The curse of the were-employee?

Dear Auntie

One of my employees, Mr Wolfe, claims he was bitten by a dog on Halloween. He has since started scratching himself vigorously in the office, howling at clients and becoming anxious about the next full moon. This has obviously affected his performance. I was going to take him through our performance management procedures but he bared his teeth and snarled at me, so I suggested he consult a specialist. This morning he told that me has been diagnosed with lycanthropy – he is suffering from delusions that he has become a wolf. What can I do?

Worried about were-wolves

 

Dear Worried

It sounds as though Mr Wolfe is suffering from a mental illness which may qualify as a disability under the Disability Discrimination Act 1995 (“DDA”). Under the DDA, a disability is a physical or mental impairment, which has a substantial (i.e. more than minor or trivial) and long term (i.e. lasts or is likely to last for more than 12 months) effect on a person's ability to carry out normal day-to-day activities. In order for the physical or mental impairment to be substantial it must have effect on one or more of the following: concentration or memory, mobility, manual dexterity, physical co-ordination, continence, ability to lift, carry or otherwise move everyday objects, speech, hearing or eyesight and perception of the risk of physical danger.

Currently, a mental illness must be “clinically well recognised” in order for it to qualify under the DDA. Whilst lycanthropy is not of itself listed in the World Health Organisation’s Classification of Diseases, our research indicates that it is linked to schizophrenia - recognised as disease number F20. From 5 December 2005, the clinically well recognised requirement will be removed, and case law suggests that Tribunals are already classing certain mental impairments as disabilities, even if they are not clinically well recognised, provided that they have a substantial and long-term adverse effect on the employee's ability to carry out normal day to day activities (Dunham v Ashford Windows).

Assuming that Mr Wolfe is disabled, he is protected from discrimination in a number of different ways:-

• Mr Wolfe has the right not to be treated less favourably purely on the grounds of his disability - this would amount to direct discrimination for which there is no defence. In other words, you can’t just dismiss him because he has this condition.

• He has the right not to be treated less favourably for a disability-related reason - this usually arises on the grounds of a symptom or consequence of the disability, such as Mr Wolfe being treated less favourably for having regularly to gnaw a bone. If you disciplined Mr Wolfe for gnawing bones in front of clients, this can potentially be justified on objective grounds as being unprofessional, so may well not amount to discrimination.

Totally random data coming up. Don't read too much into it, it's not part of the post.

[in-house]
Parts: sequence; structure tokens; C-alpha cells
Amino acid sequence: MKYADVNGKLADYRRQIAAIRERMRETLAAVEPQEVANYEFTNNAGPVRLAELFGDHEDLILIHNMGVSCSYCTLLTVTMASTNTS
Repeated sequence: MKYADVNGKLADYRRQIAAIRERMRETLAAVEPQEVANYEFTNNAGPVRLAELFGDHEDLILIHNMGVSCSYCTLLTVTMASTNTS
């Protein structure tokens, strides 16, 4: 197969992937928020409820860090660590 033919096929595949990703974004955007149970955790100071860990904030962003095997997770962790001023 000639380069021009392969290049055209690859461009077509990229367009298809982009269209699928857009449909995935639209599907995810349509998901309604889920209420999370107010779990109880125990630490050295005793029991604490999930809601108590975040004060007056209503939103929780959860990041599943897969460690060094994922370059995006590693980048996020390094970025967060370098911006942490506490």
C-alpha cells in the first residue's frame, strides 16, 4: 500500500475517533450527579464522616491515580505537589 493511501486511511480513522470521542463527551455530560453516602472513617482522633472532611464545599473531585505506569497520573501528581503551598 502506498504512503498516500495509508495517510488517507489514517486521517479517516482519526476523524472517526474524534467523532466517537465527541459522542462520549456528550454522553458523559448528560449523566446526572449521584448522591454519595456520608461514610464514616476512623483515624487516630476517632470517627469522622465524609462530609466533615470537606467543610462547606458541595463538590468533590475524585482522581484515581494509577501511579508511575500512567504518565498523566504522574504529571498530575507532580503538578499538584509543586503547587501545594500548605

• Disabled workers are also entitled to request that you make reasonable adjustments if the physical features of the premises, or any provision, practice or criteria applied by you as his employer, places him at a substantial disadvantage in comparison with persons who are not disabled. This could arise if, for example, a particular shift pattern was introduced that Mr Wolfe could not comply with due to him having to hunt at night. If an adjustment is reasonable (having regard to resources, size of the employer etc), there can be no defence for failing to make it.

Damages for disability discrimination are not capped but would be calculated according to the losses which flow from the breach. An award for injury to feelings could also be made.

Practical steps

1. Act quickly by consulting with the employee (or his medical advisers, if he gives his express consent) in order to assist you in determining what adjustments can reasonably be made.

2. Consider introducing a shift pattern which best fits with Mr Wolfe’s nocturnal habits, rather than offering him unpaid leave in order to get medical help.

3. Ask Mr Wolfe for a copy of his medical report or a doctor’s certificate if he takes extended time off.

4. Don’t be afraid to discipline him (but not with a large stick!) if doctors conclude he can do his job properly, but he fails to do so.

5. Move the coat stand from near his desk – you don’t want him confusing it with a tree.

The contents of this article are intended for general information purposes only and shall not be deemed to be, or constitute legal advice. We cannot accept responsibility for any loss as a result of acts or omissions taken in respect of this article.